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DraftKings, FanDuel sued over use of image by college player

DraftKings Inc. and FanDuel Inc. have a new fight on their hands.

The daily fantasy sites, already battling over their legality in several states, were sued by a former college football player who accused the companies of profiting from the use of the names and likenesses of student athletes without their permission.

Akeem Daniels, a Northern Illinois University running back from 2010 to 2014, sued the companies in Chicago federal court on Wednesday, claiming the sites used his name and likeness to generate millions of dollars in revenue from entry fees.

The suit presents another legal issue for the companies and may lead them to move away from contests centered on student athletes, especially as the National Collegiate Athletic Association pressures them to stop advertising their games and several states are considering banning daily fantasy sports based on college athletics, said Daniel Wallach, a sports and gaming attorney.


“It’s definitely a new legal front and a different issue than what had been presented in the other lawsuits against DraftKings and FanDuel,” Wallach said. “This isn’t a case they are going to be able to get rid of quite so easily.”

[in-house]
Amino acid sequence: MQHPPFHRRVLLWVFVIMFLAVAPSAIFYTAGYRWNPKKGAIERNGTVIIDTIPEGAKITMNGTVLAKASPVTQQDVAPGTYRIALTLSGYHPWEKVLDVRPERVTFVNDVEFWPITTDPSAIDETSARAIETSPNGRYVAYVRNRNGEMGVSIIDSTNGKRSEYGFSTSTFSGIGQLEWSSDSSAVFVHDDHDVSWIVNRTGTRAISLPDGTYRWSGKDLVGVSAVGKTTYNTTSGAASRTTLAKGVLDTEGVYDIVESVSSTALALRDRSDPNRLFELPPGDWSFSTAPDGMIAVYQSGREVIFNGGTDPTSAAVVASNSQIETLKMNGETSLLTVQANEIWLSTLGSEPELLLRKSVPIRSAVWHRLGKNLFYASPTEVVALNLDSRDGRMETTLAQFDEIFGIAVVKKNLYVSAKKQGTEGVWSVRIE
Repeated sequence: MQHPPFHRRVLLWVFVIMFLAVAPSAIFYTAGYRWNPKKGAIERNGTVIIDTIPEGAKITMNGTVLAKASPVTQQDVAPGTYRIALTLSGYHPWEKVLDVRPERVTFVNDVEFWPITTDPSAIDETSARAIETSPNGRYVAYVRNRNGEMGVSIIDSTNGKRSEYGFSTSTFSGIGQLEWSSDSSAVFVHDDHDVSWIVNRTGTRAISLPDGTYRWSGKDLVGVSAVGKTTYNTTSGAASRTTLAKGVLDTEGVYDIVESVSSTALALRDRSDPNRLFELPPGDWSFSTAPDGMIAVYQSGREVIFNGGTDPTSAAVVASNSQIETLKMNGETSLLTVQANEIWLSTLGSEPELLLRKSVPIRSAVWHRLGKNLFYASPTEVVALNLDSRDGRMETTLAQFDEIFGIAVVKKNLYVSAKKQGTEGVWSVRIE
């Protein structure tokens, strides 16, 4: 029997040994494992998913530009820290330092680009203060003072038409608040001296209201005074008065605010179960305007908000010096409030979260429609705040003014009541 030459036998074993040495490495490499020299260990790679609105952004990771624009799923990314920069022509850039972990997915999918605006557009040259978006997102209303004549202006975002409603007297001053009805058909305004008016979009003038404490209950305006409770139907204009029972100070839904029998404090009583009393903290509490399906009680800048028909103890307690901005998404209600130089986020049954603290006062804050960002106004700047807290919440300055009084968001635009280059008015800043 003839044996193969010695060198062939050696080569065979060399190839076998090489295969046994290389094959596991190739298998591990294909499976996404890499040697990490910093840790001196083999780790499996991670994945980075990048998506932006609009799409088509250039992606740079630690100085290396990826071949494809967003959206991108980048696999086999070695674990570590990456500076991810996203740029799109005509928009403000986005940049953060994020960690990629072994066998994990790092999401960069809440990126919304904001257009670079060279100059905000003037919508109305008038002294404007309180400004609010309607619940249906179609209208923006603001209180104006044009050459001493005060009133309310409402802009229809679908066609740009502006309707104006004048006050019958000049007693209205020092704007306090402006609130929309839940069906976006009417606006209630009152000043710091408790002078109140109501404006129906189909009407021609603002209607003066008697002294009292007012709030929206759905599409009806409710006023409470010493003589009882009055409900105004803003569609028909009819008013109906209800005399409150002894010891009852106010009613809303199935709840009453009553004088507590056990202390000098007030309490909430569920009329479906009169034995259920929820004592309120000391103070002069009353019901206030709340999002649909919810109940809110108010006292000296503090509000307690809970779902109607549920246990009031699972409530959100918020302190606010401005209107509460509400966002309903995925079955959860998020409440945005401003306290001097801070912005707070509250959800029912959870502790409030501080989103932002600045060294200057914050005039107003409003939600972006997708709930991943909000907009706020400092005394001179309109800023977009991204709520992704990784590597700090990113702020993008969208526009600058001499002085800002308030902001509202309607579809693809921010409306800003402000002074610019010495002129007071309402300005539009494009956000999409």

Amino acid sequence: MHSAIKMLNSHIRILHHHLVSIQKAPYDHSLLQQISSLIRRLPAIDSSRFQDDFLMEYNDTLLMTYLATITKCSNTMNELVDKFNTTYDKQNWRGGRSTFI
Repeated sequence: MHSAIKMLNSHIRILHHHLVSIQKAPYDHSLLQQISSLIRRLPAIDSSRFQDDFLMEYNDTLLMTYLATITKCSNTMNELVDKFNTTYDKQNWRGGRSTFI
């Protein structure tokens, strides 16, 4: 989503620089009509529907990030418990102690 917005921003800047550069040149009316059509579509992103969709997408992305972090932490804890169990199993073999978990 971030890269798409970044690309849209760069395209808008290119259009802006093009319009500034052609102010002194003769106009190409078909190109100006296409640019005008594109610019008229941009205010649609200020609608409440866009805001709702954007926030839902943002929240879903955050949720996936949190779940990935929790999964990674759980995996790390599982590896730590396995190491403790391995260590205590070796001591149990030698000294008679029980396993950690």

Boston-based DraftKings and FanDuel didn’t immediately respond to e- mailed requests for comment on the suit.

Daniels seeks to represent all college players in the lawsuit.

Garcon Settlement

Daniels’s lawsuit follows Washington Redskins receiver Pierre Garcon’s settlement this month with FanDuel. Garcon accused FanDuel of exploiting players’ images to build its business.

Garcon’s settlement was announced the same day as the National Football League’s players union said FanDuel agreed to pay for licensing rights that will allow its members to appear in marketing campaigns, joining DraftKings and DailyMVP.

The issues in Daniels’ case are similar to those raised by former UCLA basketball player Ed O’Bannon, who accused the NCAA of licensing his name and likeness in video games and television broadcasts, Wallach said.


While O’Bannon won a ruling after a trial that colleges must pay thousands of football and basketball players no less than $5,000 a year for the use of their name, image and likeness, an appeals court in September said such a payment is the wrong remedy for college athletes because it would open the door to moving them to professional status.

In 2014, the NCAA and Electronic Arts Inc. agreed to pay $60 million to student athletes for the use of their images in video games, settling a lawsuit started by former Arizona State University quarterback Sam Keller.

Daniels’s lawsuit is “one additional lever that could pressure FanDuel and DraftKings into backing away from college sports,” Wallach said. “But it is far too valuable to them and they aren’t going to yield that easily.”

The cases are Daniels v. DraftKings Inc., 1:16-cv-01220, and Daniels v. FanDuel Inc., 1:16-cv-01223, U.S. District Court, Northern District of Illinois (Chicago)